The assembly is designed to operate from 9 V to 12 V, via a power supply connected to CN1. The supply voltage does not need to be regulated, but it must be properly filtered. A small power supply capable of providing the necessary current to the fan, with an overload of 50 mA, is sufficient. Diode D1 protects the assembly in case of reverse polarity of the power connector, while zener diode D2 maintains a relatively insensitive reference voltage to variations in the supply (however, this is not the case for the fan speed).
Variable resistor P1 allows the reference threshold to be set, which determines the desired temperature. Capacitor C2 filters out parasitic oscillations from the assembly, knowing that the comparator is mounted here without hysteresis. The natural hysteresis of the comparator is sufficient for our application, knowing that the stability of our regulation loop depends essentially on the properties of the temperature sensor and the performance of the ventilation system.
To finish describing the circuit diagram in Figure 1, the output of comparator U1 is an open collector output, hence the presence of resistor R5 to correctly bias MOS transistor T1 when the comparator switches to the high state.
Heat Generation and Regulation
Now let's move on to the circuit diagram in Figure 2, which is very similar to the previous one, but whose purpose is completely reversed compared to the circuit in Figure 1.
This time, the circuit no longer drives a fan but heating resistors of 33 Ω (R6 to R9) designed to raise the ambient temperature of the system in which this circuit will be placed.
The reference voltage and the temperature sensor voltage have changed input to the comparator, which reverses the direction of the control loop.
Transistor T1 is now conducting as long as the sensor temperature is below the threshold set by the adjustable resistor P1. Under the effect of the power dissipated by resistors R6 to R9, the ambient temperature will rise until the voltage developed by the sensor is sufficient.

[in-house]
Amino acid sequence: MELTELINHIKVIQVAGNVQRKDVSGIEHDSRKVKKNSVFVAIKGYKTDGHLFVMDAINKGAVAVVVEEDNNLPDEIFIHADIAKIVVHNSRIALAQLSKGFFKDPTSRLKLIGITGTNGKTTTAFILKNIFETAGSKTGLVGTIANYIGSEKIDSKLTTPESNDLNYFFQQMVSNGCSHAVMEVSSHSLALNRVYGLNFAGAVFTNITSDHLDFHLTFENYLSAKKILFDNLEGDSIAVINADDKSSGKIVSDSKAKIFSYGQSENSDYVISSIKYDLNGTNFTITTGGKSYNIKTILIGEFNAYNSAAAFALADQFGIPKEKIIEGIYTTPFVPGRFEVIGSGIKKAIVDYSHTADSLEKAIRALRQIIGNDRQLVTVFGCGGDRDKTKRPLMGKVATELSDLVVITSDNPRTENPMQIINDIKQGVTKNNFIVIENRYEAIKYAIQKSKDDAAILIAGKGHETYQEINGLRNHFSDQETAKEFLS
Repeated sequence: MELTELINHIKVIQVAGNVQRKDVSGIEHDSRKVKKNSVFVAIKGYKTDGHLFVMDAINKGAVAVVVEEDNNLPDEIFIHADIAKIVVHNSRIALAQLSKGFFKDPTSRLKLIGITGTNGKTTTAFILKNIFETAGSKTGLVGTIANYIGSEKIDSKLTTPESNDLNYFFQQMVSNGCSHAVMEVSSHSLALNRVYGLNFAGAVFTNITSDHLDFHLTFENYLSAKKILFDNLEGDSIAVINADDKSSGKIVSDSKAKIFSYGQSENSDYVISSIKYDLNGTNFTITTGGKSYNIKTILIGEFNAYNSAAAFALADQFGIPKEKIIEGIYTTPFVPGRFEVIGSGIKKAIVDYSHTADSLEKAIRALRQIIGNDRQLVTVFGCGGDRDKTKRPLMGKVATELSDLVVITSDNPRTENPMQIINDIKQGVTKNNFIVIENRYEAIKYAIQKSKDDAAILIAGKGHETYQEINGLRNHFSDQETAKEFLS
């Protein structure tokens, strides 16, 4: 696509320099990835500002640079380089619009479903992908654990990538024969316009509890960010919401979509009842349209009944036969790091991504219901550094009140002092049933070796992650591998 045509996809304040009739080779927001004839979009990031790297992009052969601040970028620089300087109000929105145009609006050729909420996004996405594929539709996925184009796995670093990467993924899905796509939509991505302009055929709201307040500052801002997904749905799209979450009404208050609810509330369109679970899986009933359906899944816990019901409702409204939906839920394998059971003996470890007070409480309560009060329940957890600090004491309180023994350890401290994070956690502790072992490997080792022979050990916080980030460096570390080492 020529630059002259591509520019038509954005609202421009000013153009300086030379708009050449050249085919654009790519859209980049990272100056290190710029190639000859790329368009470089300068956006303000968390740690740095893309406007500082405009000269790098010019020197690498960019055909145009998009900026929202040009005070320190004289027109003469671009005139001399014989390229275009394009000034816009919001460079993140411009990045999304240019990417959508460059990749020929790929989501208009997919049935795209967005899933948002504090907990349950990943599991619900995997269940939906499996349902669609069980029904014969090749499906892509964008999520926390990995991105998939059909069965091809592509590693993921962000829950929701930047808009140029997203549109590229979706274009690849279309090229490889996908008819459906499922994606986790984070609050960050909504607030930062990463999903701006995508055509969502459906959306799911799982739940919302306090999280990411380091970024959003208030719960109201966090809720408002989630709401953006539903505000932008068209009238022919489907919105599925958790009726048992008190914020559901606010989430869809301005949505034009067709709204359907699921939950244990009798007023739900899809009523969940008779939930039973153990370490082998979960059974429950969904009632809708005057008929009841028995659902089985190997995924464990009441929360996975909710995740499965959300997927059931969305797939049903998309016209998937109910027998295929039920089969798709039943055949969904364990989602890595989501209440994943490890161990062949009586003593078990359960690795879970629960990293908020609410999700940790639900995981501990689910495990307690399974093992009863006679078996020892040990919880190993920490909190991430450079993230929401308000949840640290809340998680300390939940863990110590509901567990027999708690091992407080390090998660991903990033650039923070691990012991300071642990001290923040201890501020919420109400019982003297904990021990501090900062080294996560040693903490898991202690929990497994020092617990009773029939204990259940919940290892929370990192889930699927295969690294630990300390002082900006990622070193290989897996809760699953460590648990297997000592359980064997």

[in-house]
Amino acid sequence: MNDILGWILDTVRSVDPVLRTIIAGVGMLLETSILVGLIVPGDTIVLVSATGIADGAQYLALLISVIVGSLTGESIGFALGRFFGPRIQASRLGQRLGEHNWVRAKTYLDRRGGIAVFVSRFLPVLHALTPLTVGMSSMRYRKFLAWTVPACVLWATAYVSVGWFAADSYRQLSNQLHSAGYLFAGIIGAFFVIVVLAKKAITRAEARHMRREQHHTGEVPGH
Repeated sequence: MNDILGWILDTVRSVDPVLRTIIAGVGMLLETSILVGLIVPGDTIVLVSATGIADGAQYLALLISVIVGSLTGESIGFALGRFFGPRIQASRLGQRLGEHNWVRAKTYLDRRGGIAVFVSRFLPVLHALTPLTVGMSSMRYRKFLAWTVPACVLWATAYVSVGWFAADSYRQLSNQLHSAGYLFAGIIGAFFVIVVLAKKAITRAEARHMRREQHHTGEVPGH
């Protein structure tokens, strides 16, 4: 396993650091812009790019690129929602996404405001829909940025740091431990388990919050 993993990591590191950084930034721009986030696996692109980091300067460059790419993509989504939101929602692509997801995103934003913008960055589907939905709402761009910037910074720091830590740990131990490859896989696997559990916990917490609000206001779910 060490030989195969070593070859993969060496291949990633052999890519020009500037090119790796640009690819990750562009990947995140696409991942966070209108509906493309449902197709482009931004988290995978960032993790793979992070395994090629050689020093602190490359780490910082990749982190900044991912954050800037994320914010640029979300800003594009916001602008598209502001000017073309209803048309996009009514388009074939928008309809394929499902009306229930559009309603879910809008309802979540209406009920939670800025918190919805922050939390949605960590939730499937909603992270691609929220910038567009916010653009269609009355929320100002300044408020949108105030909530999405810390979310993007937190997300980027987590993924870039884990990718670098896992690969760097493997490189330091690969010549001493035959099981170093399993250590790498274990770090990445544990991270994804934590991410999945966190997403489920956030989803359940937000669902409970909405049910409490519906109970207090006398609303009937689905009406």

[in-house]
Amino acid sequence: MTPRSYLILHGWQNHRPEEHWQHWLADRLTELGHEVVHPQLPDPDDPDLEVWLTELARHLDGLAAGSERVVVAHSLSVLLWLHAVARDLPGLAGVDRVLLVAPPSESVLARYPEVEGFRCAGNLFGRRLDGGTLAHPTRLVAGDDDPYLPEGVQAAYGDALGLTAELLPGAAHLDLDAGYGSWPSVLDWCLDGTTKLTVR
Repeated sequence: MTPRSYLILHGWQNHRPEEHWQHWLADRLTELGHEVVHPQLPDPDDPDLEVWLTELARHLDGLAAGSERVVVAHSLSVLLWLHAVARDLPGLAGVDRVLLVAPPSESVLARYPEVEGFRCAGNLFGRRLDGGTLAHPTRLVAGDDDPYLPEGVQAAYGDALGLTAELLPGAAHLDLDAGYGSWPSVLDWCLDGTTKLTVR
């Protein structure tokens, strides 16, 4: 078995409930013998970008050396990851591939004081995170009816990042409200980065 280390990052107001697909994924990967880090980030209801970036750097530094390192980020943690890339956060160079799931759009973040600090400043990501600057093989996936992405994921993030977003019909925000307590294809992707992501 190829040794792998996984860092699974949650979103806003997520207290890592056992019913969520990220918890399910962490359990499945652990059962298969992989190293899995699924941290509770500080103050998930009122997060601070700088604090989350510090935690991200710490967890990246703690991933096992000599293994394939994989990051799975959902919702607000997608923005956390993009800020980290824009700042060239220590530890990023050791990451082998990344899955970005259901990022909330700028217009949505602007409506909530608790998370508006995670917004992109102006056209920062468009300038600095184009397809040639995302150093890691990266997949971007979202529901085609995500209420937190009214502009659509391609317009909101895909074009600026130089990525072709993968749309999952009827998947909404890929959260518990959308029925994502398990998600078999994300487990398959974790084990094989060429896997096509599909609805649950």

Increased Temperature for Quartz Oscillators
This temperature regulation mode is commonly used to ensure very high stability on quartz oscillators. The operating point is generally chosen a few degrees above the maximum ambient temperature. Around 40°C to 50°C may be sufficient in temperate regions, but 60°C to 70°C are preferable for better operating margins in difficult environments, such as behind the windshield of a vehicle parked in full sun.
It goes without saying that resistors R6 to R9 and sensor D3 must be confined with the system whose temperature needs to be regulated. Enclosure is generally a bit more delicate and it is common to limit thermal confinement to the strict minimum. You will therefore likely need to place the resistors and sensor remotely.
To offer you a little more latitude in the choice of resistors R6 to R9 (depending on the volume to be heated), we have changed diode D1 for this circuit. Thus, at 12 V, you can "drive" resistors ranging from 33 Ω (4 W) to 22 Ω (6.5 W), which should be sufficient for many applications (after all, this still represents 4 x 6.5 W dissipated, not to mention losses in T1).
We draw your attention to the risks of burning that may occur with this heating system, if the control is set to maximum position. Furthermore, in case of failure of the system (for example, in case of a short circuit on T1 or if the resistance P1 is open), the temperature reached by the entire system could lead to a risk of fire (depending on the overall dimensions of the system, thermal resistance, the nature of the materials used, the environment in which the system is used, etc.). Therefore, avoid oversizing the heating resistors compared to the volume you need to heat and refuse to use such a system in unmonitored areas.
To assess the risks of dangerous oversizing of the system, you can simulate the effects of a control failure on the final system (in its real working environment) by removing the adjustable resistor P1 from the system. By measuring the internal temperature of the system for a sufficient amount of time, you can determine the open-loop asymptote of your system and judge whether there is a risk of system fire (depending on the materials used) in case of a control failure. Readers are strongly advised to exercise caution regarding the implementation conditions and sizing of this system, which remain their sole responsibility.